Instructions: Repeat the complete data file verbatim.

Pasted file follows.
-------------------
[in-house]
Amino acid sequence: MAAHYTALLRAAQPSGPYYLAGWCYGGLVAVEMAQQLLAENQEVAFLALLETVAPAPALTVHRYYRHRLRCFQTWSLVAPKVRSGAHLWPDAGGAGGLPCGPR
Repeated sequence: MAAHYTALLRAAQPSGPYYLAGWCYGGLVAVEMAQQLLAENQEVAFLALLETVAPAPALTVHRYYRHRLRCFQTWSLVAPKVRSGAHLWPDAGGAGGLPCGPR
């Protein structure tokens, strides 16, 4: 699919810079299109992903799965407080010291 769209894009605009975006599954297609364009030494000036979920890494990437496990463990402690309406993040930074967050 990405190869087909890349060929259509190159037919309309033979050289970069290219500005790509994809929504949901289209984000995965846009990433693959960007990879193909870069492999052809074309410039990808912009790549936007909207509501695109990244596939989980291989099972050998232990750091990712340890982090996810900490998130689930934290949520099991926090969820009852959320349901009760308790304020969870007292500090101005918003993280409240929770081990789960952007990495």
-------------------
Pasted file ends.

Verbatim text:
[in-house]
Amino acid sequence: MAAHYTALLRAAQPSGPYYLAGWCYGGLVAVEMAQQLLAENQEVAFLALLETVAPAPALTVHRYYRHRLRCFQTWSLVAPKVRSGAHLWPDAGGAGGLPCGPR
Repeated sequence: MAAHYTALLRAAQPSGPYYLAGWCYGGLVAVEMAQQLLAENQEVAFLALLETVAPAPALTVHRYYRHRLRCFQTWSLVAPKVRSGAHLWPDAGGAGGLPCGPR
């Protein structure tokens, strides 16, 4: 699919810079299109992903799965407080010291 769209894009605009975006599954297609364009030494000036979920890494990437496990463990402690309406993040930074967050 990405190869087909890349060929259509190159037919309309033979050289970069290219500005790509994809929504949901289209984000995965846009990433693959960007990879193909870069492999052809074309410039990808912009790549936007909207509501695109990244596939989980291989099972050998232990750091990712340890982090996810900490998130689930934290949520099991926090969820009852959320349901009760308790304020969870007292500090101005918003993280409240929770081990789960952007990495």